There's good news and bad news about an unusual all day pre-kindergarten program which gives 2- to 4-year-olds in the city a substantial boost when it's time to start kindergarten.

The bad news first: The program has the highest absentee numbers of any other grade in the district.

This past school year, Superintendent of Niagara Falls Schools Mark Laurrie has hired five social workers to contact and visit the families of the young children who repeatedly missed their pre-k classes. About 86 percent of the 3- and 4-year-olds missed multiple days of instruction.

Laurrie said there is also a very positive aspect to the pre-k story, which began three years ago.

"The positive part is there is no district in New York state or maybe the county that currently has 140 2- and 3-year-old kids in school," he said. 

He says standardized test data shows that the first 40 kids who have completed first grade show improvement in their English language arts area. "We’re seeing gains of 31 percent higher than the kids that didn’t attend at that age."

There were seven pre-k classes this recently completed school year.

This past year, while there were around 500 students enrolled in kindergarten, there were 328 students enrolled in the pre-k programs and an additional 62 pre-k students enrolled in community-based programs.

That's a total of near 400 students getting advance instruction to ease their way into kindergarten, but the attendance in the school district's pre-k needed to be addressed, Laurrie said.

More often than in any other grade, parents and guardians did not send their 2-, 3- and 4-year-olds to school on a regular basis.

"We frequently get the followings answers as to why: 'It’s not mandatory,' 'It’s only pre-k,' and 'We can’t get a bus for my 3-year-old if the sibling doesn’t go to school. We thought we were doing something great by including those children and we are," Laurrie explained, adding that when the absentee rates got so high he decided to hire the social workers to explain to families the benefits of the program.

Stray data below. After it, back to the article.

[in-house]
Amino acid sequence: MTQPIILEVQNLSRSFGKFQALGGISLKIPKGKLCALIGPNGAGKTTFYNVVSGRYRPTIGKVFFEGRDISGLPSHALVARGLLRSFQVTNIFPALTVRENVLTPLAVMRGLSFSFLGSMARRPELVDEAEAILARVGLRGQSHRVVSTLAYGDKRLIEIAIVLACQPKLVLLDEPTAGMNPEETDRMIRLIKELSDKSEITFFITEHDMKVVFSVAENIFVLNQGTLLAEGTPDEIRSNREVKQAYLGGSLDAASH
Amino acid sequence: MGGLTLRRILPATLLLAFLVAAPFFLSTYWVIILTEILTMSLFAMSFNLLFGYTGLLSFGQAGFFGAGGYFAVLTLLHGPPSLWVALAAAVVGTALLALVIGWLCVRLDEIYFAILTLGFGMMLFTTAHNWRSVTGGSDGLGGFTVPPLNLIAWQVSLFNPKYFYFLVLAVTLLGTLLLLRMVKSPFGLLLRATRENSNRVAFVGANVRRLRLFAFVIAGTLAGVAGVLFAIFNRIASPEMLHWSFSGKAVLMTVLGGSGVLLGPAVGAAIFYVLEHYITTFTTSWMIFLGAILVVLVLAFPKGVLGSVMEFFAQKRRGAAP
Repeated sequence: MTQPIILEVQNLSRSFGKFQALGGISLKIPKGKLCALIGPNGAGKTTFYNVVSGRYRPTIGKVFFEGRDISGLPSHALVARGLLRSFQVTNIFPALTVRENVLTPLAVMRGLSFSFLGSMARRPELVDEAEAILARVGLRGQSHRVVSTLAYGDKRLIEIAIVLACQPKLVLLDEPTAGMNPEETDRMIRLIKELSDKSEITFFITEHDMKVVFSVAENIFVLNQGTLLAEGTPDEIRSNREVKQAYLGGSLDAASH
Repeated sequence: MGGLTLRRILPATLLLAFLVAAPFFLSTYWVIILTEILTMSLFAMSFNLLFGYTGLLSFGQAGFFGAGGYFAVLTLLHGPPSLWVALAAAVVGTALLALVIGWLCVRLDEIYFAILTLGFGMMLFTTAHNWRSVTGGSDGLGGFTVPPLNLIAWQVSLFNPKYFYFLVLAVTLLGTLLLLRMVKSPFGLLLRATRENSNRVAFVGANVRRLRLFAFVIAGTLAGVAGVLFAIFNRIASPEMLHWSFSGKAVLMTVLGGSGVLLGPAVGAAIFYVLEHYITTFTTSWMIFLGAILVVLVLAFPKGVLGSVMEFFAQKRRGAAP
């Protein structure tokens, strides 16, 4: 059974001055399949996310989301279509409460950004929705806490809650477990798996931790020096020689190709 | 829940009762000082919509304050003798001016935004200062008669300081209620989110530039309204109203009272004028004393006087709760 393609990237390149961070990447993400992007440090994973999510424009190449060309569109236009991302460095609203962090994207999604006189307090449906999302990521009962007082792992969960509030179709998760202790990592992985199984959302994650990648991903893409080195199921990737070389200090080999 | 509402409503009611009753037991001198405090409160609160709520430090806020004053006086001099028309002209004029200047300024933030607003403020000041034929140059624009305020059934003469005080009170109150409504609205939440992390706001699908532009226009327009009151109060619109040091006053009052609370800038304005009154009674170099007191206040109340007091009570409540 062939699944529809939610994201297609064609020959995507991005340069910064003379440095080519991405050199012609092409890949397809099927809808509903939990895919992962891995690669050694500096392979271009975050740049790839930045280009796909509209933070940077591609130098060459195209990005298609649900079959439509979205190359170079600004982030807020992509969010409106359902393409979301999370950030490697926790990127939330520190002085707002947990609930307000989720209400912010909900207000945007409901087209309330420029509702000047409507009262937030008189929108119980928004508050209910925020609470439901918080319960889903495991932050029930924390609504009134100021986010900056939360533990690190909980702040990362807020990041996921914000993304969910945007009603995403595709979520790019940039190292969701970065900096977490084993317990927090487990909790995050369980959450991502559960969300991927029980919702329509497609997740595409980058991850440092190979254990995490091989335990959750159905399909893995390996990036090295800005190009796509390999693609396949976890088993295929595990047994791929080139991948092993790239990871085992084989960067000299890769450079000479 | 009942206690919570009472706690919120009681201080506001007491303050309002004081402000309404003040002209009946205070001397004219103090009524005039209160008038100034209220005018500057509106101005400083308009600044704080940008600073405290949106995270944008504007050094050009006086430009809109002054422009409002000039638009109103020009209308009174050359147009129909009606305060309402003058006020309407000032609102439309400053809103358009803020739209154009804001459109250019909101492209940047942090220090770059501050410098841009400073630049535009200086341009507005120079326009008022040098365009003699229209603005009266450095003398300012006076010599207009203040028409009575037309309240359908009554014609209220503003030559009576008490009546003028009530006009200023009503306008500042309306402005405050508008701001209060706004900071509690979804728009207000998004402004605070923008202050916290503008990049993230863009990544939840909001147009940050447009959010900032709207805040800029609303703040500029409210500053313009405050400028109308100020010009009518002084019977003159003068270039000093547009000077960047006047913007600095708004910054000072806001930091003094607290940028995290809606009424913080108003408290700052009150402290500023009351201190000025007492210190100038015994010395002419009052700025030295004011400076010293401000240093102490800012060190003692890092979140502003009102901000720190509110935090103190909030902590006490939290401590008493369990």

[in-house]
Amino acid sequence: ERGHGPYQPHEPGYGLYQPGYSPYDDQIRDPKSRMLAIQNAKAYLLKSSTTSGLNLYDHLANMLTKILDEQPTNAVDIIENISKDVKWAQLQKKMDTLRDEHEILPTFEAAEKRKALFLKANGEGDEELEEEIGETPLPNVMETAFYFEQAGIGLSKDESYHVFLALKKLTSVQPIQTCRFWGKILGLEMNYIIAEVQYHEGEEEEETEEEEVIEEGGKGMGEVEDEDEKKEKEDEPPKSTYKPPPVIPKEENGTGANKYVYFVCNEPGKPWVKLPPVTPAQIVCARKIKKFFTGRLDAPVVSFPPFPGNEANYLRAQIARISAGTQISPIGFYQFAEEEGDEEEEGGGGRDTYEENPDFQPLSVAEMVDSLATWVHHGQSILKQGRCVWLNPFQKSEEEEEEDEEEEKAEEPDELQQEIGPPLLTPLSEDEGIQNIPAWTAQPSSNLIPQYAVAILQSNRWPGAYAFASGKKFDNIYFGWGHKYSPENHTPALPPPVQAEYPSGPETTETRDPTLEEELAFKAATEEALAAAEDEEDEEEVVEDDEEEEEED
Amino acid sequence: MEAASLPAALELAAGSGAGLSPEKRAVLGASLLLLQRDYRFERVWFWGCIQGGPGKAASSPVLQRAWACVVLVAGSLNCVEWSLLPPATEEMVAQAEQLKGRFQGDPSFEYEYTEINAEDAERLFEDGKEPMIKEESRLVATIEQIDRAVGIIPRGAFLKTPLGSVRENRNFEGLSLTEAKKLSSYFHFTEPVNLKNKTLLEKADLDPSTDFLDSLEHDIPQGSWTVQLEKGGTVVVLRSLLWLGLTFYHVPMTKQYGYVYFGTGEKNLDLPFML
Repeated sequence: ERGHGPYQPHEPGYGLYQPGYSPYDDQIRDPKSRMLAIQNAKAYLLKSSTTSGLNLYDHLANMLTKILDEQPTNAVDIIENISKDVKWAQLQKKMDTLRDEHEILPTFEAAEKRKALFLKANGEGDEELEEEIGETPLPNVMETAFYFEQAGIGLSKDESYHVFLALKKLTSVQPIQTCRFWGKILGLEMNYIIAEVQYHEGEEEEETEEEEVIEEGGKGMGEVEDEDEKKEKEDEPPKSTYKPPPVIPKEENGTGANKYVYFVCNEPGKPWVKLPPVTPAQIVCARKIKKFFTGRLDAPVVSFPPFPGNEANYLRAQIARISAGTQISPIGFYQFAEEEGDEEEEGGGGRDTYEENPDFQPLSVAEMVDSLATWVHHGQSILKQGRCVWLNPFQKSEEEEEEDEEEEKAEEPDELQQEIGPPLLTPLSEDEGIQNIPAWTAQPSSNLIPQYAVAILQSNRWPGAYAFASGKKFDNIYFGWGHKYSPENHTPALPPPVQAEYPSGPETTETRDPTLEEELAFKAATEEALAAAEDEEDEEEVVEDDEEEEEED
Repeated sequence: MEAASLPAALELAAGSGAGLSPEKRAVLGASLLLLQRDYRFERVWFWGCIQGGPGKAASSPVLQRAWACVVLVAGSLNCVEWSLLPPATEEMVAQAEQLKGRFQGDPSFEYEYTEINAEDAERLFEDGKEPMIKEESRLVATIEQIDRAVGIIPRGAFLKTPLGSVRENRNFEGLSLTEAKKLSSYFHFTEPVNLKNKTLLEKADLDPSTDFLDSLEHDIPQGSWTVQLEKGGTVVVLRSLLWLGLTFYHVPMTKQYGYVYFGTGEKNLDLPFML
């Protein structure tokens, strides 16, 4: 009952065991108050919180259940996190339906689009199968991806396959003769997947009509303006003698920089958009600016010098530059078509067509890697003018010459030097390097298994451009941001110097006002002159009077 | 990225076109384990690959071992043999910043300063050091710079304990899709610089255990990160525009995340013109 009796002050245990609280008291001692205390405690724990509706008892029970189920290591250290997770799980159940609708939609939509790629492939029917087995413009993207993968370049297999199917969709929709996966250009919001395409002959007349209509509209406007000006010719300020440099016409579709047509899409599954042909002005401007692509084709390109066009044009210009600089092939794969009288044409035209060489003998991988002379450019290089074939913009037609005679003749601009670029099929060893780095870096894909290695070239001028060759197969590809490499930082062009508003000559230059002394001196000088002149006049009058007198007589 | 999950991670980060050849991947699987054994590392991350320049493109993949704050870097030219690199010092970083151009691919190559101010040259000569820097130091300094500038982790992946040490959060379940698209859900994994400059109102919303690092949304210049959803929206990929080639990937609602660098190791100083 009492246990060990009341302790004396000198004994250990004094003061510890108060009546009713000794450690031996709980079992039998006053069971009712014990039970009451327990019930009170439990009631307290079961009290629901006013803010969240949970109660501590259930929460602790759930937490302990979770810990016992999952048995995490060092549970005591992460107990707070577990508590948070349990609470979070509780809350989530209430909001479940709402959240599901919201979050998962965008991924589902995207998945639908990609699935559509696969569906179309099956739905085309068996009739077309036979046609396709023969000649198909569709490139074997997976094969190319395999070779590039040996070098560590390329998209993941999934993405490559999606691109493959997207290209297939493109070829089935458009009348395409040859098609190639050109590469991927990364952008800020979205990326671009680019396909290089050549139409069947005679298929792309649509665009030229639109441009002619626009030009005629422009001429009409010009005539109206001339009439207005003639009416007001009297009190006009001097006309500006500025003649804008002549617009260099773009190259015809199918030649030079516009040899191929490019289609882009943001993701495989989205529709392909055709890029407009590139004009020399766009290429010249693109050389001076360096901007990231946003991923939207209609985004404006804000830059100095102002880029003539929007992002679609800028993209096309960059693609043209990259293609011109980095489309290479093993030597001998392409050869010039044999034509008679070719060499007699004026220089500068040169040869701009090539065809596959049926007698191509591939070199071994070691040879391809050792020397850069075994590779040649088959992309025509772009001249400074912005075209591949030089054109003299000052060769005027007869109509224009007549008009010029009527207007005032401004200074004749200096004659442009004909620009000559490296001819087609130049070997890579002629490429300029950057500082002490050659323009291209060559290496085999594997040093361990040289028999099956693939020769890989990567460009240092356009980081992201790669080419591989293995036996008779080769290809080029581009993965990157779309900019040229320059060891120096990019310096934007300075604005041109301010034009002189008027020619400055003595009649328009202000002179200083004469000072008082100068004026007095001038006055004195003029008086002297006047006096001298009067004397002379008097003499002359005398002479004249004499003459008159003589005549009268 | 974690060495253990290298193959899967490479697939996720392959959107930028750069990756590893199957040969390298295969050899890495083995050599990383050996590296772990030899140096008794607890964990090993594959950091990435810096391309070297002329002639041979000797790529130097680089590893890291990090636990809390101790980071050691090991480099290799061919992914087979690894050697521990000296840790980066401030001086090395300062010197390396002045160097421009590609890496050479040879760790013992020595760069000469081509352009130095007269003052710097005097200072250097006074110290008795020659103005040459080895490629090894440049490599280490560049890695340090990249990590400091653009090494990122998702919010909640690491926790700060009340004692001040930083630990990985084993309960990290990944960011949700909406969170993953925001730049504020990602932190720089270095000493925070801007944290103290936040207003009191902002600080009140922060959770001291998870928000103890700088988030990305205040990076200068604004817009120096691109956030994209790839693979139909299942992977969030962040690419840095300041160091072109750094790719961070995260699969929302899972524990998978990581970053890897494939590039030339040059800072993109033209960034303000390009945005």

Tiffany Nalls-Ford is one of the social workers who contacts parents and visits homes when there is a pre-k attendance issue.

"I let them know I’m advocating on their behalf, and that I’m here to assist them in any way I can," she said. "I tell them there are concerns about (their) child’s attendance. Is there any way we can help?" For a lot of parents, it's a transportation issue, because of laws requiring children 3 and under to be in car seats and school buses don't have car seats.

However, parents who sign up for the pre-k program must commit, regardless, said Diane Bianco, assistant principal at Abate who has been overseeing the pre-k program.

"This is a full-day program, you can’t just come and go as you please," Bianco continued, noting, "You sign up for your academic career to begin."

The programs offered are a bit different than those in grades kindergarten through 6, said Lynne Tompkins, principal at Abate. The kids go from 8:45 a.m. to 3 p.m. five days a week and spend their days in purposeful play. There are also mental health counselors to teach the children programs for emotional growth and development including "Too Good for Violence," "Good Touch, Bad Touch," and "Stranger Danger."

But overall, Tompkins, who came to Abate from Niagara Falls High School, said that she is very impressed with the pre-k program and noted that teachers will be gathering during the summer to assess test scores of students in the pre-k program to get a more specific understanding of the impact of early enrollment.

Teachers and administrators already know the program is creating better students. "It’s such a wonderful program," Tompkins said. "If you would see the children from September to now, it's just amazing. And the teachers are wonderful as to how they care for them. They love them."

One parent, Patricia Beckett, who has custody of two of her grandchildren and enrolled them in the pre-k program at Abate said her grandchildren have benefitted greatly.  

"These two were taken from their mom and they didn’t trust anyone," Beckett said. "When they walked into school they were crying and they were constantly in need of somebody. The teachers there would grab them and hold them and hug them. They went out of their way."

The positive results for her grandchildren were apparent at the end of the school year. "They’ve become two different kids," she said. "They love kids. I’ve never seen a school do that."

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